On June 1, federal authorities arrested two individuals tied to Hizballah’s Islamic Jihad Organization (IJO)—which is responsible for planning intelligence-gathering, counterintelligence, and terrorist activities on behalf of the group internationally—for attempting to provide material support, among other charges. Ali Mohamad Kourani conducted surveillance on a variety of targets in New York City, including FBI offices, an Army National Guard facility, a US Secret Service facility, a US Army armory, and John F. Kennedy (JFK) International Airport.
The recent arrests of Samer el Debek and Ali Mohamad Kourani indicate Hizballah has both the intent and capability to attack the United States and the West. Hizballah operatives continue to gather intelligence on security practices and military technologies in the United States, and possess the technical training and resources to target Western interests. Since 2008, IJO operatives have been implicated in over 20 terrorist attacks and plots globally, including the bombing of an Israeli tour bus in Burgas, Bulgaria, killing six and injuring 32 others, in 2012.
From 2009-15, Kourani surveilled a number of targets in New York City, including military and law enforcement facilities and JFK Airport, “in support of anticipated terrorist attacks by Hizballah’s Islamic Jihad Organization,” according to the federal complaint. At JFK Airport, Kourani was directed to identify the layout of cameras and personnel, security protocols, baggage screening practices, and law enforcement presence. Additionally, Kourani was directed to identify individuals in the United States affiliated with the Israeli Defense Forces as potential assassination targets.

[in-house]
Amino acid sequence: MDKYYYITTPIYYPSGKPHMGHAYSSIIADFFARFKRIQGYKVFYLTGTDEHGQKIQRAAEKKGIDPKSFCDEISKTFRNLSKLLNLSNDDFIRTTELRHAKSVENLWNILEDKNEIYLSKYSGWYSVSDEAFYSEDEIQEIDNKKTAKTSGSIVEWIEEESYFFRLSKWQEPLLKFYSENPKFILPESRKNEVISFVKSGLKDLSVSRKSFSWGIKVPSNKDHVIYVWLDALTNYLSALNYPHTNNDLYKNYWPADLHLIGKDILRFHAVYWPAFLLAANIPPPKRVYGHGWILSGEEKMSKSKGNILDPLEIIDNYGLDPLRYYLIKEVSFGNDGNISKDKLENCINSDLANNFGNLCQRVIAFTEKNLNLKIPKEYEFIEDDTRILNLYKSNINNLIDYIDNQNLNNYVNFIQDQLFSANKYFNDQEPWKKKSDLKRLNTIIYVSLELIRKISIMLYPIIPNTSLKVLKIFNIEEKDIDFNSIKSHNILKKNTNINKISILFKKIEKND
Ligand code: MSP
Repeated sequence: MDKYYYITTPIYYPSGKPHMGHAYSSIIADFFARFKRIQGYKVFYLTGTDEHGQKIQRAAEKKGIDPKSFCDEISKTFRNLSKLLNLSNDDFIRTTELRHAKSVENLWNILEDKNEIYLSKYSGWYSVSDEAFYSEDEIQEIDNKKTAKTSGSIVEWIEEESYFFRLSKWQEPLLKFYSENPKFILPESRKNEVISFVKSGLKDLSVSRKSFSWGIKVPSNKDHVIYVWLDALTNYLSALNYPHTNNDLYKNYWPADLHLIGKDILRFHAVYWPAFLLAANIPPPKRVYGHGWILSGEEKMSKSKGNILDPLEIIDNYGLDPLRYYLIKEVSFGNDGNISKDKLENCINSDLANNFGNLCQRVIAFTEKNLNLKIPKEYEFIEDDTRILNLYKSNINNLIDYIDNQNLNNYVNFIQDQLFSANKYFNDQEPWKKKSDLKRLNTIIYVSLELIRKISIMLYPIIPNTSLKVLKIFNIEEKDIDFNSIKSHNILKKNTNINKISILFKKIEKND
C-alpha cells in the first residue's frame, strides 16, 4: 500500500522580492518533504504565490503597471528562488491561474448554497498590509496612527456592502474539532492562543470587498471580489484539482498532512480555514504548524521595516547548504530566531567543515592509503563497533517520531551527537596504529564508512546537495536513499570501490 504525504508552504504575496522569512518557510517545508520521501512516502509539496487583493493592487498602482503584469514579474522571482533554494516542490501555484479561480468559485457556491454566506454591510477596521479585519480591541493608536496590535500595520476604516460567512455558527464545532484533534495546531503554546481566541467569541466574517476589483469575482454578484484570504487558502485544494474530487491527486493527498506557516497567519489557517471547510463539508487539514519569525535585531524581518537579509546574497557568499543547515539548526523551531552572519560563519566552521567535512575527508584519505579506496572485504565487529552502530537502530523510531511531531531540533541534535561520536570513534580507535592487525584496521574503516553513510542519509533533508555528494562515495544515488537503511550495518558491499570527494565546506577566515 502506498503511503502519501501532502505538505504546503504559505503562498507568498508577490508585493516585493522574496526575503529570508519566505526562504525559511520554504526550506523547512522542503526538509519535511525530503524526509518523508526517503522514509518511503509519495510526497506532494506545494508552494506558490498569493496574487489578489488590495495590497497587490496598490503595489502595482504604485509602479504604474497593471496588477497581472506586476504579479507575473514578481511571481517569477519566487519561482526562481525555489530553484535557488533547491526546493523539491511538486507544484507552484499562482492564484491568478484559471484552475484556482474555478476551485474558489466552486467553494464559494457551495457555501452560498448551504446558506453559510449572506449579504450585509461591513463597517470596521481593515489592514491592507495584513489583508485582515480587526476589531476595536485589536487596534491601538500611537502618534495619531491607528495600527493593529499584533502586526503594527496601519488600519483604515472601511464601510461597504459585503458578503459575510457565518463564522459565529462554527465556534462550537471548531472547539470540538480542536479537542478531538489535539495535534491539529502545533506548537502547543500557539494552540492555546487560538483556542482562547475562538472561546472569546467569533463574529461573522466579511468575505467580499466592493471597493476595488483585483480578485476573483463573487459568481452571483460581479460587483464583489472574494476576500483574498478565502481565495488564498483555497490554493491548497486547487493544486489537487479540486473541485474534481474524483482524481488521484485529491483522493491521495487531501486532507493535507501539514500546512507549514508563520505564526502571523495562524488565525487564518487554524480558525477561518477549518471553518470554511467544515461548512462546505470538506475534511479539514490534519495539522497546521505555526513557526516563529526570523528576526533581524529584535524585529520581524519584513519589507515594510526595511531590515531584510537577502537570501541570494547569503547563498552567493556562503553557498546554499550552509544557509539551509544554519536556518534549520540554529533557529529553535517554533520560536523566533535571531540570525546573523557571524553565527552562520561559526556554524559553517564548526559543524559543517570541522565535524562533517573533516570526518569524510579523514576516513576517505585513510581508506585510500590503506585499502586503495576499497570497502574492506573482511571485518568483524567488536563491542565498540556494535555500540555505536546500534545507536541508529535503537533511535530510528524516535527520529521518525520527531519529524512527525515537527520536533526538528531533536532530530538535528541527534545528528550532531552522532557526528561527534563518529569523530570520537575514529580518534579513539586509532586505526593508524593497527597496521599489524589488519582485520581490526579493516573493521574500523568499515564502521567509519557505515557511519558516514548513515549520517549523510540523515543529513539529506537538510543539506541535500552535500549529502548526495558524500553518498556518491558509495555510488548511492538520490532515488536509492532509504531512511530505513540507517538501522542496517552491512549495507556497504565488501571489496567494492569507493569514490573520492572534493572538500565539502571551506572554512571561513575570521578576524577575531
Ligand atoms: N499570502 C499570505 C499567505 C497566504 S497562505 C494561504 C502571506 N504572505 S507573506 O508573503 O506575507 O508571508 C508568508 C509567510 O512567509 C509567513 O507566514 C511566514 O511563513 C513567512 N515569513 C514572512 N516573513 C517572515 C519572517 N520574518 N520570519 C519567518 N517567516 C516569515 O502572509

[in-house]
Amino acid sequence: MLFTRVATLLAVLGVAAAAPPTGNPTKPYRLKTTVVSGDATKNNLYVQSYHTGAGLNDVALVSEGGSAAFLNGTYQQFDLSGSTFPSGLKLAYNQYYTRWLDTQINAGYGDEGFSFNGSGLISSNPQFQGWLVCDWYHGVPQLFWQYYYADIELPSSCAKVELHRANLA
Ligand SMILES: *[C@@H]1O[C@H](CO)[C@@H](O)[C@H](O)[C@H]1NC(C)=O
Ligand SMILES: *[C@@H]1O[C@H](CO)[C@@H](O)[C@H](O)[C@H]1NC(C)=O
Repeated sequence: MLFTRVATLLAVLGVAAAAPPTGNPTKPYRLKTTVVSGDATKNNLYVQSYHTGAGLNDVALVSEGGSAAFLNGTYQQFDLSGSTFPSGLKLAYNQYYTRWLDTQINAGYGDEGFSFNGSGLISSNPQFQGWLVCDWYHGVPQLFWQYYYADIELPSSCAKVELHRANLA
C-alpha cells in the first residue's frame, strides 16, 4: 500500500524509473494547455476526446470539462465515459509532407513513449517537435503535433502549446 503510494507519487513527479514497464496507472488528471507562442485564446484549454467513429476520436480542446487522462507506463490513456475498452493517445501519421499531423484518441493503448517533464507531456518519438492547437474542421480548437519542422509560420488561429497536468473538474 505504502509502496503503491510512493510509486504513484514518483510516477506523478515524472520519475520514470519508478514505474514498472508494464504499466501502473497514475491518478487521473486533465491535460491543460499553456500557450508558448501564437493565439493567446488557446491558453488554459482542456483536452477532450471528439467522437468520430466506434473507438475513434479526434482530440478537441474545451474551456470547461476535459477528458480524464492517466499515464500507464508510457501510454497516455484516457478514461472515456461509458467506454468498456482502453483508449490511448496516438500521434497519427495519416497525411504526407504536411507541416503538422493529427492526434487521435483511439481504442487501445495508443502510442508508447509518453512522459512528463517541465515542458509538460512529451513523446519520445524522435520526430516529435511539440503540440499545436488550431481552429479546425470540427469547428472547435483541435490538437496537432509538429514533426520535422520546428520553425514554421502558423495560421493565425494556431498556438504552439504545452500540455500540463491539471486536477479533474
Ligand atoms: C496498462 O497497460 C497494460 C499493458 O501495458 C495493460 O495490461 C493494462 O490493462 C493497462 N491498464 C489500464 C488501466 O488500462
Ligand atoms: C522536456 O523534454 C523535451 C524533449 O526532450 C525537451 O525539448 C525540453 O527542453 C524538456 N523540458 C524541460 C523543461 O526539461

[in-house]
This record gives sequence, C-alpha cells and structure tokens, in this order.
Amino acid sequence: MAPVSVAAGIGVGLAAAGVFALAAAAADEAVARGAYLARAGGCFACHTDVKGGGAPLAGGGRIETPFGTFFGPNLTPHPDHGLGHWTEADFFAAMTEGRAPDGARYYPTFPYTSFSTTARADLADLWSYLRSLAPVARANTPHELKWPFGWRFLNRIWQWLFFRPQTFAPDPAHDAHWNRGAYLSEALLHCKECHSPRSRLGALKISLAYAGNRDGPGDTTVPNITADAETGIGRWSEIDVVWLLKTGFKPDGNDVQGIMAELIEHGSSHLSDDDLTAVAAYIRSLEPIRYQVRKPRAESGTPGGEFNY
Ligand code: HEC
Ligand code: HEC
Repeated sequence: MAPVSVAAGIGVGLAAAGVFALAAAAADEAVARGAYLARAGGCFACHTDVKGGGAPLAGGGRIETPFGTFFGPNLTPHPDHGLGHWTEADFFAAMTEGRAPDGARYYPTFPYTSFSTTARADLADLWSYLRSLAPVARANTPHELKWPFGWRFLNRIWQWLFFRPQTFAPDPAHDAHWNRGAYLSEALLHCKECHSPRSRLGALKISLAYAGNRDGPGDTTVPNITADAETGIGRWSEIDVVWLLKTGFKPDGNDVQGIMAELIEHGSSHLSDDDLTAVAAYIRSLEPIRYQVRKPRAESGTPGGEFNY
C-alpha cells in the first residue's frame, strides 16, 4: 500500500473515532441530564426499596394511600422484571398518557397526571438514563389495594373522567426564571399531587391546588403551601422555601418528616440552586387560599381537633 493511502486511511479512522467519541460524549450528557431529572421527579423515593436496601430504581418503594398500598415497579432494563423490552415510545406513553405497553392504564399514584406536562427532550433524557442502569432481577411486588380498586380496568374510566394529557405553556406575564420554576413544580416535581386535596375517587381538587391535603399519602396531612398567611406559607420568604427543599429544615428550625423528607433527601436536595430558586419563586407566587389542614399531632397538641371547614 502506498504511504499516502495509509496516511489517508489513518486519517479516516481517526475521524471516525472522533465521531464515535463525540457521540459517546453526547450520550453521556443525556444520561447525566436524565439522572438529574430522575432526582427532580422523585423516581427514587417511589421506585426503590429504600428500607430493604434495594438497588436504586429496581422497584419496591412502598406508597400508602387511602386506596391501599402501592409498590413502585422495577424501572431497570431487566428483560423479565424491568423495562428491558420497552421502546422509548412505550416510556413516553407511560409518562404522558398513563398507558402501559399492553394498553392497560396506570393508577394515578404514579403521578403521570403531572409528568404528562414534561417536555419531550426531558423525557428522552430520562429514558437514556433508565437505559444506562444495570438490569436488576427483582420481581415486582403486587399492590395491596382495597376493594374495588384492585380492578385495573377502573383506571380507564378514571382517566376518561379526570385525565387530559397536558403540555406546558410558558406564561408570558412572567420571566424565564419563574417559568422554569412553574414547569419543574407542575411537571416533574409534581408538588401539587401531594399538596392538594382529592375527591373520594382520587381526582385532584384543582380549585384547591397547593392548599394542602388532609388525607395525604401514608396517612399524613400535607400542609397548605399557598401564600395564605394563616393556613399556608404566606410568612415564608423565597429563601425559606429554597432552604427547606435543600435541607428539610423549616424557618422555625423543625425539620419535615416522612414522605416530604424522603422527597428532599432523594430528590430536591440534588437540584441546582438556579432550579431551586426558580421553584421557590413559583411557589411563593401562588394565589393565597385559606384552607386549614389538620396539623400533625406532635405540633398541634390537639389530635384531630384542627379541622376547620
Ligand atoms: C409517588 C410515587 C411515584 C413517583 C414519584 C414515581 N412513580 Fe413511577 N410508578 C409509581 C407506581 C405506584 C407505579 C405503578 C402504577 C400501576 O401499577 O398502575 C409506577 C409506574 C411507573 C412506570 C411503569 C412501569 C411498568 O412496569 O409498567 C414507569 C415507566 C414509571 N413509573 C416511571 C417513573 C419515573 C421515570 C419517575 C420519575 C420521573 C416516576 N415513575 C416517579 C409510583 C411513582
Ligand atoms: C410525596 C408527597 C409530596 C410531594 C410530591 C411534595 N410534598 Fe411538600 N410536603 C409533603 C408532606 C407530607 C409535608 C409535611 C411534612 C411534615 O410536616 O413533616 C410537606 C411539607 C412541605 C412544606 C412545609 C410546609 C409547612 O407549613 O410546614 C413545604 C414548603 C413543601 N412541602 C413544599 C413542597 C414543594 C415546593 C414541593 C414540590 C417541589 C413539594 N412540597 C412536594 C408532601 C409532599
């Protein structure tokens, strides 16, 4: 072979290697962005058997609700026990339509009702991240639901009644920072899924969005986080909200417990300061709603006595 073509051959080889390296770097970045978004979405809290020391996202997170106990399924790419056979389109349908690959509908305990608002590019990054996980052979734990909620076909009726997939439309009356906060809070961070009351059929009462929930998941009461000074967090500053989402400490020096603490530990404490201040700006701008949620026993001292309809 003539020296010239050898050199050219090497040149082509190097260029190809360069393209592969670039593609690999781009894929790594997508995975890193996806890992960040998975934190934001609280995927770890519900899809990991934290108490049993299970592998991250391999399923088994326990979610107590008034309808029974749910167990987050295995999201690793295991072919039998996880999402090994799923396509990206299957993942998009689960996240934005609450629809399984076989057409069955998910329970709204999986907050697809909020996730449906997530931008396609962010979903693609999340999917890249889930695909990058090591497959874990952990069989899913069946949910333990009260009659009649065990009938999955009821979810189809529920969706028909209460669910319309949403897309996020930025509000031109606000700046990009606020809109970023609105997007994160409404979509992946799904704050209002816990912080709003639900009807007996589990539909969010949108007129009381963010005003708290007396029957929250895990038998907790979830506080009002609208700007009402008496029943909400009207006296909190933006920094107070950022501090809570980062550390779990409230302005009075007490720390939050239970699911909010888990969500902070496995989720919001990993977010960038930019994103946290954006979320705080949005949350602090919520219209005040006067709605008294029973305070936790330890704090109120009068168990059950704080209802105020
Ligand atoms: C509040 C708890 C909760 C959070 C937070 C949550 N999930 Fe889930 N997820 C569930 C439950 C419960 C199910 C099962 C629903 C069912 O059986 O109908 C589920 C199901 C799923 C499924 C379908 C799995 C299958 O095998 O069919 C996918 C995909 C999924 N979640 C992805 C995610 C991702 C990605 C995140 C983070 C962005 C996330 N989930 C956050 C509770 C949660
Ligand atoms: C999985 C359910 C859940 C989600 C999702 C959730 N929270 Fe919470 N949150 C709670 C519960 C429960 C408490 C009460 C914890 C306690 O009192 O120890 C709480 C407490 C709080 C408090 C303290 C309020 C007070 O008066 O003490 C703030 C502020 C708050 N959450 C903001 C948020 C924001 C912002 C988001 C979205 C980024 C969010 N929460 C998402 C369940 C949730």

In 2012, el Debek was sent to Panama to gather information about the Panama Canal and the Israeli and US Embassies. He was directed to obtain photographs of the US Embassy and information on security procedures, vehicular patterns and times of heavy traffic, and residential areas in the vicinity.
A Hizballah operative directed Kourani to acquire drones, night-vision goggles, and high-powered cameras so the IJO could evaluate and copy the technology, according to the federal complaint. Additionally, Kourani was instructed to identify contacts who could provide firearms for potential use in the United States.
El Debek is described as having a “high degree of technical sophistication” in bomb-making, according to the federal complaint. Following his arrest, el Debek told authorities how he made landmines and explosives, identified necessary chemicals—some of which can be purchased at hardware stores— and highlighted Hizballah’s preferred method of remote detonation.
Both suspects received extensive weapons and military training in Lebanon, including instruction on the use of rocket-propelled grenade launchers and machineguns, according to federal authorities. From 2008-14, el Debek attended several training camps and learned military tactics, while Kourani attended a 45-day Hizballah boot camp in 2000 and a two-day training camp in 2011.
The IJO has been implicated in stockpiling large quantities of weapons and precursor chemicals, including fertilizer and ammonium nitrate. In 2015, a Hizballah operative in Cyprus was arrested for possession of over eight tons of ammonium nitrate. In 2012, an IJO member alerted law enforcement to a building in Thailand that held nearly 10,000 pounds of fertilizer and 10 gallons of ammonium nitrate.
For more information, please contact NJOHSP's Analysis Bureau at firstname.lastname@example.org or 609-584-4000.